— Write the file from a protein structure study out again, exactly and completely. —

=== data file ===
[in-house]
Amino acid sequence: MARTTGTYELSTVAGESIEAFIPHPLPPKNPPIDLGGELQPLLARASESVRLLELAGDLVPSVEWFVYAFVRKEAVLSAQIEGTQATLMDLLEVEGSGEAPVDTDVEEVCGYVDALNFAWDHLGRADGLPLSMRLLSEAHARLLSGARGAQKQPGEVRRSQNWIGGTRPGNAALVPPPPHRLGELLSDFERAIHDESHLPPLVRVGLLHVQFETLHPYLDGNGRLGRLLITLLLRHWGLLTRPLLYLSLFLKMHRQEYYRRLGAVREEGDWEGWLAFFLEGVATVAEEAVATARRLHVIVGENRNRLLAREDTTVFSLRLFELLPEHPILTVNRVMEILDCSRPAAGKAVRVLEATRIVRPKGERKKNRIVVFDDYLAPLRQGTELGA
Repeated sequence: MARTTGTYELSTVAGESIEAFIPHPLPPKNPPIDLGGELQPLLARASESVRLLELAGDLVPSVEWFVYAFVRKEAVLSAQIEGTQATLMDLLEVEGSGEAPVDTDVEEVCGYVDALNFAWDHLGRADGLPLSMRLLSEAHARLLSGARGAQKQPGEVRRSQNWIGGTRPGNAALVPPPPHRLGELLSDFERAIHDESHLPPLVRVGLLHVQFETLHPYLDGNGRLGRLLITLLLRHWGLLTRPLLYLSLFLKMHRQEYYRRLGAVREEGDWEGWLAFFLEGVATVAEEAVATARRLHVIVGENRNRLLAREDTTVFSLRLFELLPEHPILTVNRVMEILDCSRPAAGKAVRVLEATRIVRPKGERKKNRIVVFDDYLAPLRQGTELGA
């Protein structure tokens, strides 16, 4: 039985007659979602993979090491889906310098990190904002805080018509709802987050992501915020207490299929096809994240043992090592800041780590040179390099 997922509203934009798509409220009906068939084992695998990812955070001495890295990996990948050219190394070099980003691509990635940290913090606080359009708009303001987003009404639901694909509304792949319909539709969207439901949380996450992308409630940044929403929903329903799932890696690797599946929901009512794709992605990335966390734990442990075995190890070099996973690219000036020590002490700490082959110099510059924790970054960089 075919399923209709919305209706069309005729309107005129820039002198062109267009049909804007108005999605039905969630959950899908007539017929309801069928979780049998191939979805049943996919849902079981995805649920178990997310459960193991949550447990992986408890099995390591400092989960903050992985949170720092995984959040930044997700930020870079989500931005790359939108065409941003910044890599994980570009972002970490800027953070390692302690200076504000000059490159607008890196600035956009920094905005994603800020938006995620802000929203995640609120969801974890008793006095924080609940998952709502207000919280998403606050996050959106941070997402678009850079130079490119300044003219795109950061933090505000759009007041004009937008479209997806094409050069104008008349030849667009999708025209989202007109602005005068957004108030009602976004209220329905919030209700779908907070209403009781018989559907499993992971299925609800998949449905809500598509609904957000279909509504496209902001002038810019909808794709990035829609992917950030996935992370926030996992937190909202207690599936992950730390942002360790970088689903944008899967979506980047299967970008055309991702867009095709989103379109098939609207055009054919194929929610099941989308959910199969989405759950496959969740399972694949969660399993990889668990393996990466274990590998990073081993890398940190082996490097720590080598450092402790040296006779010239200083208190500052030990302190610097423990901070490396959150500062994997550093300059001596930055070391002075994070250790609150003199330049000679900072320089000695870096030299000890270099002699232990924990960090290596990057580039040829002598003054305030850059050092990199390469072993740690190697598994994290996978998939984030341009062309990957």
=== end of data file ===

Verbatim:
[in-house]
Amino acid sequence: MARTTGTYELSTVAGESIEAFIPHPLPPKNPPIDLGGELQPLLARASESVRLLELAGDLVPSVEWFVYAFVRKEAVLSAQIEGTQATLMDLLEVEGSGEAPVDTDVEEVCGYVDALNFAWDHLGRADGLPLSMRLLSEAHARLLSGARGAQKQPGEVRRSQNWIGGTRPGNAALVPPPPHRLGELLSDFERAIHDESHLPPLVRVGLLHVQFETLHPYLDGNGRLGRLLITLLLRHWGLLTRPLLYLSLFLKMHRQEYYRRLGAVREEGDWEGWLAFFLEGVATVAEEAVATARRLHVIVGENRNRLLAREDTTVFSLRLFELLPEHPILTVNRVMEILDCSRPAAGKAVRVLEATRIVRPKGERKKNRIVVFDDYLAPLRQGTELGA
Repeated sequence: MARTTGTYELSTVAGESIEAFIPHPLPPKNPPIDLGGELQPLLARASESVRLLELAGDLVPSVEWFVYAFVRKEAVLSAQIEGTQATLMDLLEVEGSGEAPVDTDVEEVCGYVDALNFAWDHLGRADGLPLSMRLLSEAHARLLSGARGAQKQPGEVRRSQNWIGGTRPGNAALVPPPPHRLGELLSDFERAIHDESHLPPLVRVGLLHVQFETLHPYLDGNGRLGRLLITLLLRHWGLLTRPLLYLSLFLKMHRQEYYRRLGAVREEGDWEGWLAFFLEGVATVAEEAVATARRLHVIVGENRNRLLAREDTTVFSLRLFELLPEHPILTVNRVMEILDCSRPAAGKAVRVLEATRIVRPKGERKKNRIVVFDDYLAPLRQGTELGA
């Protein structure tokens, strides 16, 4: 039985007659979602993979090491889906310098990190904002805080018509709802987050992501915020207490299929096809994240043992090592800041780590040179390099 997922509203934009798509409220009906068939084992695998990812955070001495890295990996990948050219190394070099980003691509990635940290913090606080359009708009303001987003009404639901694909509304792949319909539709969207439901949380996450992308409630940044929403929903329903799932890696690797599946929901009512794709992605990335966390734990442990075995190890070099996973690219000036020590002490700490082959110099510059924790970054960089 075919399923209709919305209706069309005729309107005129820039002198062109267009049909804007108005999605039905969630959950899908007539017929309801069928979780049998191939979805049943996919849902079981995805649920178990997310459960193991949550447990992986408890099995390591400092989960903050992985949170720092995984959040930044997700930020870079989500931005790359939108065409941003910044890599994980570009972002970490800027953070390692302690200076504000000059490159607008890196600035956009920094905005994603800020938006995620802000929203995640609120969801974890008793006095924080609940998952709502207000919280998403606050996050959106941070997402678009850079130079490119300044003219795109950061933090505000759009007041004009937008479209997806094409050069104008008349030849667009999708025209989202007109602005005068957004108030009602976004209220329905919030209700779908907070209403009781018989559907499993992971299925609800998949449905809500598509609904957000279909509504496209902001002038810019909808794709990035829609992917950030996935992370926030996992937190909202207690599936992950730390942002360790970088689903944008899967979506980047299967970008055309991702867009095709989103379109098939609207055009054919194929929610099941989308959910199969989405759950496959969740399972694949969660399993990889668990393996990466274990590998990073081993890398940190082996490097720590080598450092402790040296006779010239200083208190500052030990302190610097423990901070490396959150500062994997550093300059001596930055070391002075994070250790609150003199330049000679900072320089000695870096030299000890270099002699232990924990960090290596990057580039040829002598003054305030850059050092990199390469072993740690190697598994994290996978998939984030341009062309990957």